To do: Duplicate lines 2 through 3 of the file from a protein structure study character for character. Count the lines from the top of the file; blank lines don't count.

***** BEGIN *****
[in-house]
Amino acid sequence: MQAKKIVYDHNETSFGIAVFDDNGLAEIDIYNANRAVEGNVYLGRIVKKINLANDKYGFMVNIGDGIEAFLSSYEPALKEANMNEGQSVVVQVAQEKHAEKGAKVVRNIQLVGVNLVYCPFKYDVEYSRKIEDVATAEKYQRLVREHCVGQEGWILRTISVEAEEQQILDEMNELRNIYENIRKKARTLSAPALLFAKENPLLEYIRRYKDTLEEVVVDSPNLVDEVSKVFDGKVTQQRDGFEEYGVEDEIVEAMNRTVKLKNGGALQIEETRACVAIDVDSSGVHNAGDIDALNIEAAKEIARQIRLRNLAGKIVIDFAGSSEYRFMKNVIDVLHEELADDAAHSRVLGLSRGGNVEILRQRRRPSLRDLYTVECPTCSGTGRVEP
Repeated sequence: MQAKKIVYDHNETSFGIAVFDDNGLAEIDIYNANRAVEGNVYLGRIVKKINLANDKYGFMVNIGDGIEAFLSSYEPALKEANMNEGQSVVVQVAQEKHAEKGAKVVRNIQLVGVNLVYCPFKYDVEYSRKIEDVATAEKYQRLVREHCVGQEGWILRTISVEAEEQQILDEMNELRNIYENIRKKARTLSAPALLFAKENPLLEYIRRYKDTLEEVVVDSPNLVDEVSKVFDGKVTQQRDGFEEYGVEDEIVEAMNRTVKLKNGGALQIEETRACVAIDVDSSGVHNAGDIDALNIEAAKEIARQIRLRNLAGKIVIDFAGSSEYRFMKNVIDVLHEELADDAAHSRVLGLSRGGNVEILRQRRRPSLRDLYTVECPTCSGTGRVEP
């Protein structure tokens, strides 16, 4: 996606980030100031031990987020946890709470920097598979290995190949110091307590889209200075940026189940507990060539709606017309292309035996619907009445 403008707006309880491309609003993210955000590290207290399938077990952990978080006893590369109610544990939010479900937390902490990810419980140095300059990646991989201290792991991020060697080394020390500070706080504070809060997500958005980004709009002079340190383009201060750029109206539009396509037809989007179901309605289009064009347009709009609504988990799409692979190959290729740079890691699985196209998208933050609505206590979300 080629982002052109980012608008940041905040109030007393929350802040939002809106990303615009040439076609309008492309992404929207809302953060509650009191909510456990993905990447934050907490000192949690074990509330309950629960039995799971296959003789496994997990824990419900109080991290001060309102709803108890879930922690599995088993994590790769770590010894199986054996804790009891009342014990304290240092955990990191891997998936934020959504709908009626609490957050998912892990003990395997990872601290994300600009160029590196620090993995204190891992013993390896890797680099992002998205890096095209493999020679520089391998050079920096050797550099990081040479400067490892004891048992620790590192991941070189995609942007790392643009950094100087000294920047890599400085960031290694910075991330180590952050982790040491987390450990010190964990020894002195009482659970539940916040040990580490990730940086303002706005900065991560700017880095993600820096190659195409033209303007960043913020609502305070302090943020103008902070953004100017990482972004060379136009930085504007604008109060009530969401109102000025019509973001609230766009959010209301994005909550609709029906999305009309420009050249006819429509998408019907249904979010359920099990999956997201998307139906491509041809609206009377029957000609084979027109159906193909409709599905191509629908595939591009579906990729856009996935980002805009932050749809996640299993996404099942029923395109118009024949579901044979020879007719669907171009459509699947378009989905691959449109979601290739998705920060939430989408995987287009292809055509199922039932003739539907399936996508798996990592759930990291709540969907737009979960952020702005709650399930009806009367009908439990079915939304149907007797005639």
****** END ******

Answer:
Amino acid sequence: MQAKKIVYDHNETSFGIAVFDDNGLAEIDIYNANRAVEGNVYLGRIVKKINLANDKYGFMVNIGDGIEAFLSSYEPALKEANMNEGQSVVVQVAQEKHAEKGAKVVRNIQLVGVNLVYCPFKYDVEYSRKIEDVATAEKYQRLVREHCVGQEGWILRTISVEAEEQQILDEMNELRNIYENIRKKARTLSAPALLFAKENPLLEYIRRYKDTLEEVVVDSPNLVDEVSKVFDGKVTQQRDGFEEYGVEDEIVEAMNRTVKLKNGGALQIEETRACVAIDVDSSGVHNAGDIDALNIEAAKEIARQIRLRNLAGKIVIDFAGSSEYRFMKNVIDVLHEELADDAAHSRVLGLSRGGNVEILRQRRRPSLRDLYTVECPTCSGTGRVEP
Repeated sequence: MQAKKIVYDHNETSFGIAVFDDNGLAEIDIYNANRAVEGNVYLGRIVKKINLANDKYGFMVNIGDGIEAFLSSYEPALKEANMNEGQSVVVQVAQEKHAEKGAKVVRNIQLVGVNLVYCPFKYDVEYSRKIEDVATAEKYQRLVREHCVGQEGWILRTISVEAEEQQILDEMNELRNIYENIRKKARTLSAPALLFAKENPLLEYIRRYKDTLEEVVVDSPNLVDEVSKVFDGKVTQQRDGFEEYGVEDEIVEAMNRTVKLKNGGALQIEETRACVAIDVDSSGVHNAGDIDALNIEAAKEIARQIRLRNLAGKIVIDFAGSSEYRFMKNVIDVLHEELADDAAHSRVLGLSRGGNVEILRQRRRPSLRDLYTVECPTCSGTGRVEP